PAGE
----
Muscle sympathetic nerve activity response to heat stress is attenuated in chronic heart failure patients

Research output: Contribution to journalArticlepeer-review

5 Scopus citations

Abstract

Heat stress evokes significant increases in muscle sympathetic nerve activity (MSNA) in healthy individuals. The MSNA response to heat stress in chronic heart failure (CHF) is unknown. We hypothesized that the MSNA response to heat stress is attenuated in CHF. Passive whole body heating was applied with water-perfused suits in 13 patients (61 ± 2 yr) with stable class II-III CHF, 12 age-matched (62 ± 2 yr) healthy subjects, and 14 young (24 ± 1 yr) healthy subjects. Mild heating (i.e., increases in skin temperature ΔTsk ~2–4°C, internal temperature ΔTcore <0.3°C) significantly decreased MSNA in CHF patients; however, it did not significantly alter the MSNA in the age-matched and young healthy subjects. Heat stress (i.e., ΔTsk ~4°C and ΔTcore ~0.6°C) raised MSNA in the age-matched (32.9 ± 3.2 to 45.6 ± 4.2 bursts/min; P< 0.001) and young (14.3 ± 1.7 to 26.3 ± 2.4 bursts/min; P ± 0.001) controls, but not in CHF (46.2 ± 5.3 to 50.5 ± 5.3 bursts/min; P ± 0.06). The MSNA increase by the heat stress in CHF (±4.2 ± 2.0 bursts/min) was significantly less than those seen in the age-matched (±12.8 ± 1.7 bursts/min, P ± 0.05) and young (±12.0 ± 2.7 bursts/ min, P ± 0.05) control groups. These data suggest that the MSNA response to heat stress is attenuated in CHF patients. We speculate that the attenuated MSNA response to heat stress may contribute to impaired cardiovascular adjustments in CHF in a hot environment.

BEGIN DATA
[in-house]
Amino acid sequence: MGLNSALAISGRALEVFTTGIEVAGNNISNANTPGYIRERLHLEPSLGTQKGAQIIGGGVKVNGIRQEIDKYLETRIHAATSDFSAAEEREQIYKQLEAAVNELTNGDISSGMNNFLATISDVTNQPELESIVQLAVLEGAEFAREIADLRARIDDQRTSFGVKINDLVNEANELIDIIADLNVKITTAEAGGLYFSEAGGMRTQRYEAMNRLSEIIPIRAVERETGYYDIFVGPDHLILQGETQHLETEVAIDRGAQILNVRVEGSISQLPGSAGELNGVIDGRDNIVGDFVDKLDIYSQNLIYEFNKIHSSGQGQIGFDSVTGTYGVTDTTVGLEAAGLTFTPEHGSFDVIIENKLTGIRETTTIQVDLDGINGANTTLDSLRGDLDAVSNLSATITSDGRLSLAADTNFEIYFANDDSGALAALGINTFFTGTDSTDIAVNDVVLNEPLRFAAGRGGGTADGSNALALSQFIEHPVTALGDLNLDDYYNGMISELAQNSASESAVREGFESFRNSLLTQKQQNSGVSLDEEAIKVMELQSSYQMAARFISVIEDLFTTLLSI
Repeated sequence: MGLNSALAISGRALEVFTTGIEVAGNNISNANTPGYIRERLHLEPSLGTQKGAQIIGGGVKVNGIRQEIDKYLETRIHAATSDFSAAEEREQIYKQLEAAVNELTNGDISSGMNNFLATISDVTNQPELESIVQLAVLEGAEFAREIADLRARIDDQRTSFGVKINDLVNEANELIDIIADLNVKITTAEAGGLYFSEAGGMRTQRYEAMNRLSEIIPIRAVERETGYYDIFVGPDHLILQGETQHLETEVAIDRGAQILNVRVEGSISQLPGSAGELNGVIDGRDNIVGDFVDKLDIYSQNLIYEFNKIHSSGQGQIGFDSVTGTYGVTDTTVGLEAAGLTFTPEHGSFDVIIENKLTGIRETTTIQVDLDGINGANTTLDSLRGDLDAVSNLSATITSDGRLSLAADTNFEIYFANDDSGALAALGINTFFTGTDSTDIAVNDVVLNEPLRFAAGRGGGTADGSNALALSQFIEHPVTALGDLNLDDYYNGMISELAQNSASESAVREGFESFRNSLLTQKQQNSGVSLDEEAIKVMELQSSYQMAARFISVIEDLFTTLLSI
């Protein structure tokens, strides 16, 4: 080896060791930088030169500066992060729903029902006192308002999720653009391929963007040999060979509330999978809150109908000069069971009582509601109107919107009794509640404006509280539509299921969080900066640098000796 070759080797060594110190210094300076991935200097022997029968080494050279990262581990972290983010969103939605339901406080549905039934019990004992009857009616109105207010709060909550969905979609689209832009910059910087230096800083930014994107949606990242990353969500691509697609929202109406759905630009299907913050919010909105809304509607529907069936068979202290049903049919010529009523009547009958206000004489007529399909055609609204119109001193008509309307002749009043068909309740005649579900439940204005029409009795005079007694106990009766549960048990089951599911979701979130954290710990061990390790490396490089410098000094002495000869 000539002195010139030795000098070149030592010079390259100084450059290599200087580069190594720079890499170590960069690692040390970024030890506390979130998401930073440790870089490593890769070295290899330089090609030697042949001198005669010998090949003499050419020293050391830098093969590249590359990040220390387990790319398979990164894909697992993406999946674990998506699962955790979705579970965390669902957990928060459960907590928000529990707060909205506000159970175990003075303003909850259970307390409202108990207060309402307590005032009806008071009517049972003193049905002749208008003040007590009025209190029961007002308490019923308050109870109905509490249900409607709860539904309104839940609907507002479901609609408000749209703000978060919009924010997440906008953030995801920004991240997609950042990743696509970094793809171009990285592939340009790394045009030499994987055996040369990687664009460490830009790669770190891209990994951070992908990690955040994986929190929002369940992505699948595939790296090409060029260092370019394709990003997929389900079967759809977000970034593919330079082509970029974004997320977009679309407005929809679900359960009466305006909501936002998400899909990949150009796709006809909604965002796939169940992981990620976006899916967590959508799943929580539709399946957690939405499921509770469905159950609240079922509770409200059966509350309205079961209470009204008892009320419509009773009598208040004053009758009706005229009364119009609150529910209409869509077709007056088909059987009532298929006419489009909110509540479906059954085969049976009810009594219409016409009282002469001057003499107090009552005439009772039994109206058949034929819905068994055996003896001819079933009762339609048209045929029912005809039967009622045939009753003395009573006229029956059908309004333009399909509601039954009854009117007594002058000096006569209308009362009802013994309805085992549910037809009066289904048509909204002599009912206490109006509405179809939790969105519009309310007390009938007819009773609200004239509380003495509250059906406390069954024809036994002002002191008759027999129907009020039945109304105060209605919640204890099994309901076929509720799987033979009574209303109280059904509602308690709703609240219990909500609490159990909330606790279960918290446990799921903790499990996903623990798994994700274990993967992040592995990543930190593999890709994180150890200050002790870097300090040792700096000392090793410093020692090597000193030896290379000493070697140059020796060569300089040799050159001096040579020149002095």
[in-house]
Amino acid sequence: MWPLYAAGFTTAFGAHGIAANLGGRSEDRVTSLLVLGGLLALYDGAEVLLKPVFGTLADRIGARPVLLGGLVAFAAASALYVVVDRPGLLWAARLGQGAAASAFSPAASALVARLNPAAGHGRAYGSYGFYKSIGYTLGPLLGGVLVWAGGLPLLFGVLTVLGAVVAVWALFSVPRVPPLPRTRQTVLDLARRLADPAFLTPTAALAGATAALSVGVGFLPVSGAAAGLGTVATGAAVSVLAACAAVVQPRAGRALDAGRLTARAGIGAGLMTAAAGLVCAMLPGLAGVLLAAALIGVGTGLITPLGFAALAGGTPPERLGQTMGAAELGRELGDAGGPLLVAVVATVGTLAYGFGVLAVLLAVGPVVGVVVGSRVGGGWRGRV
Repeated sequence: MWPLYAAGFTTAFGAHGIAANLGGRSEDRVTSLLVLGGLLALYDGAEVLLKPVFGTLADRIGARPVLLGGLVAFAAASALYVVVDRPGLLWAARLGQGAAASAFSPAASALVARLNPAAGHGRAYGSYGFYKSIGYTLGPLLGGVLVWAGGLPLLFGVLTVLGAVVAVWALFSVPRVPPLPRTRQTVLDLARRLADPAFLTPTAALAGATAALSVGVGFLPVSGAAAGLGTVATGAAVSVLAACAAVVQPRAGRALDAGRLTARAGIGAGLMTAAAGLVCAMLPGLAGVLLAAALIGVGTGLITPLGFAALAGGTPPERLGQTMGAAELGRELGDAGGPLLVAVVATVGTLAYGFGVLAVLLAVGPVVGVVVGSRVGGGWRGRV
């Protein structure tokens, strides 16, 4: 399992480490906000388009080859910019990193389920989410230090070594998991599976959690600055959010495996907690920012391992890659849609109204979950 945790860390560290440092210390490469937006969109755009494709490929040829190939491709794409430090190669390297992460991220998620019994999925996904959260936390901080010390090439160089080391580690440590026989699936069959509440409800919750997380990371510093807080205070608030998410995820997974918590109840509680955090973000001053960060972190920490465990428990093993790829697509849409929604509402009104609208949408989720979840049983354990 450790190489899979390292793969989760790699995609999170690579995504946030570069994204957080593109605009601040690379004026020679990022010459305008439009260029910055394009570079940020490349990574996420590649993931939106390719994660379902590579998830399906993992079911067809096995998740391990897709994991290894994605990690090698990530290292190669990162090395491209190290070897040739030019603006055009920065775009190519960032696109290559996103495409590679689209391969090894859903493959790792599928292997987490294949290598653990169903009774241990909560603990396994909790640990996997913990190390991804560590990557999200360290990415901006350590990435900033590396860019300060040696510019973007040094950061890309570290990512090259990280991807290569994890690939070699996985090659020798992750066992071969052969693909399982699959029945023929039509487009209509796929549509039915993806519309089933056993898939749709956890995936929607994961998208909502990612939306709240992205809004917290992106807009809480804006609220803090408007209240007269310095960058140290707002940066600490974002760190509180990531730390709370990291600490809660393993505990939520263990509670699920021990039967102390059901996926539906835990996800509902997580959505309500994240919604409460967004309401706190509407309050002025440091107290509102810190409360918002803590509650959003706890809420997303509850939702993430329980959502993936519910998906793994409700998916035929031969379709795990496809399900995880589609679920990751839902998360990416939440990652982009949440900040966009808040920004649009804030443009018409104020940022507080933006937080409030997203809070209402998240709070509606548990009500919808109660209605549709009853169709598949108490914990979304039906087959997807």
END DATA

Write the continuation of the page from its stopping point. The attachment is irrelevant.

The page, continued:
Original languageEnglish (US)
Pages (from-to)R873-R882
JournalAmerican Journal of Physiology - Regulatory Integrative and Comparative Physiology
Volume312
Issue number6
DOIs
StatePublished - Jun 2017

All Science Journal Classification (ASJC) codes

  • Physiology
  • Physiology (medical)

Fingerprint Dive into the research topics of 'Muscle sympathetic nerve activity response to heat stress is attenuated in chronic heart failure patients'. Together they form a unique fingerprint.

Cite this